[that is, under clause 5] "the second parties" [the appellants] "shall have the right as at the date of termination of said agreement to purchase the said ground and all buildings and erections thereon at a price of four thousand pounds." There was also in clause 9 an alternative option for the appellants to take "the said ground and buildings and railway sidings thereon at an annual rent of five hundred pounds" under clause 9 the lease was, in the first instance, to be for five years, but renewable up to the total period of ninety-nine years from 28th May 1929.
It is these last two clauses which have caused the difficulty in the case. The earlier clauses may be shortly summarised. Clause 1 provides that the respondents agreed to buy from the appellants all their supplies of red and white pine wood, with one exception, and the appellants bound themselves to supply the respondents with the wood so far as their stocks should permit, subject to all purchases being of fair specification of lengths as imported. The wood was to be available at the Drumalbyn Timber Yard or at the respondents' saw mills at Glasgow. Clause 2 contained a formula for ascertaining the price. It is enough to say that it was from time to time to be based on landed cost, with the addition of landing and other charges and with 2 Â½ per cent added to the total cost as a guaranteed profit. Clause 5, after stating the date at which "This Agreement" was to commence, went on as follows:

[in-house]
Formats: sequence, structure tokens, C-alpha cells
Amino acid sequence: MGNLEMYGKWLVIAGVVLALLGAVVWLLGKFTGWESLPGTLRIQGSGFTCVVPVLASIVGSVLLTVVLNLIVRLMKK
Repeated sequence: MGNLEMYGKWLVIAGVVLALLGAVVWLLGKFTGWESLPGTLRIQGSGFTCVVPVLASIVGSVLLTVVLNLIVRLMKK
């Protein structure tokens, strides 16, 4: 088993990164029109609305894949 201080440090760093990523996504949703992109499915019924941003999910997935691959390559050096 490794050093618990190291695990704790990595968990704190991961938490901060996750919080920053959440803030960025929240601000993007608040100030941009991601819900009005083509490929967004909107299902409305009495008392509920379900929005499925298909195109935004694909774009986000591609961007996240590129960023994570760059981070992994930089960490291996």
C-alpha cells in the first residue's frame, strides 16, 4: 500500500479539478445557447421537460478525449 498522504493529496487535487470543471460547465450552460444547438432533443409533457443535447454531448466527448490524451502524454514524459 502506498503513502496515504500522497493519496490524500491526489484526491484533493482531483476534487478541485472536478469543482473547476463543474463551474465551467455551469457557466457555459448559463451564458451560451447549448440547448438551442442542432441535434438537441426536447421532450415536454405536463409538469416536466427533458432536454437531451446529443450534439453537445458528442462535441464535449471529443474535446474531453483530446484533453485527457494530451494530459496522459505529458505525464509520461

"and may be terminated at the instance of the Second Parties by their giving at least twelve calendar months' notice in writing by registered letter prior to the date on which the termination shall take place, and the First Parties shall have the right to terminate the agreement at their instance on giving three years' notice of termination in writing by registered letter of the date on which the termination is to take place."